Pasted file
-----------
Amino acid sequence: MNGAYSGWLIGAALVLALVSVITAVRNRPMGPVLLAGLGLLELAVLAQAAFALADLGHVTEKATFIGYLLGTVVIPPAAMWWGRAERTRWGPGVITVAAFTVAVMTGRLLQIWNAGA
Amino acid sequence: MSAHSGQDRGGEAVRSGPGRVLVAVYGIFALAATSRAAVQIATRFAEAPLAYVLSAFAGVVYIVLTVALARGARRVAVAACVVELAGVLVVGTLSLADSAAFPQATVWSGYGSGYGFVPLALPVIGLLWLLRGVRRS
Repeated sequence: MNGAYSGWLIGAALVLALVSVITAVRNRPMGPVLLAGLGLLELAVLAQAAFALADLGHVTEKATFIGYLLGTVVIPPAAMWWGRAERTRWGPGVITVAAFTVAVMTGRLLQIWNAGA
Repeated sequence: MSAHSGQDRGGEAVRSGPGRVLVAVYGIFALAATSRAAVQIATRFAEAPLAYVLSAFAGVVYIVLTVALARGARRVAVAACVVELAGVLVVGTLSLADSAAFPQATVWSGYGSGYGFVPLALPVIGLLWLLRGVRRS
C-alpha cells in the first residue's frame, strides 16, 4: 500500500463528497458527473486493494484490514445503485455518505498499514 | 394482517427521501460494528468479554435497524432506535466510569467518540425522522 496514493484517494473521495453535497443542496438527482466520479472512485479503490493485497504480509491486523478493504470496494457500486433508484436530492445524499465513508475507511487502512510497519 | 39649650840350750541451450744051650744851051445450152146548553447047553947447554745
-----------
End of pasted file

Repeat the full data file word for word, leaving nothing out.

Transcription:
Amino acid sequence: MNGAYSGWLIGAALVLALVSVITAVRNRPMGPVLLAGLGLLELAVLAQAAFALADLGHVTEKATFIGYLLGTVVIPPAAMWWGRAERTRWGPGVITVAAFTVAVMTGRLLQIWNAGA
Amino acid sequence: MSAHSGQDRGGEAVRSGPGRVLVAVYGIFALAATSRAAVQIATRFAEAPLAYVLSAFAGVVYIVLTVALARGARRVAVAACVVELAGVLVVGTLSLADSAAFPQATVWSGYGSGYGFVPLALPVIGLLWLLRGVRRS
Repeated sequence: MNGAYSGWLIGAALVLALVSVITAVRNRPMGPVLLAGLGLLELAVLAQAAFALADLGHVTEKATFIGYLLGTVVIPPAAMWWGRAERTRWGPGVITVAAFTVAVMTGRLLQIWNAGA
Repeated sequence: MSAHSGQDRGGEAVRSGPGRVLVAVYGIFALAATSRAAVQIATRFAEAPLAYVLSAFAGVVYIVLTVALARGARRVAVAACVVELAGVLVVGTLSLADSAAFPQATVWSGYGSGYGFVPLALPVIGLLWLLRGVRRS
C-alpha cells in the first residue's frame, strides 16, 4: 500500500463528497458527473486493494484490514445503485455518505498499514 | 394482517427521501460494528468479554435497524432506535466510569467518540425522522 496514493484517494473521495453535497443542496438527482466520479472512485479503490493485497504480509491486523478493504470496494457500486433508484436530492445524499465513508475507511487502512510497519 | 39649650840350750541451450744051650744851051445450152146548553447047553947447554745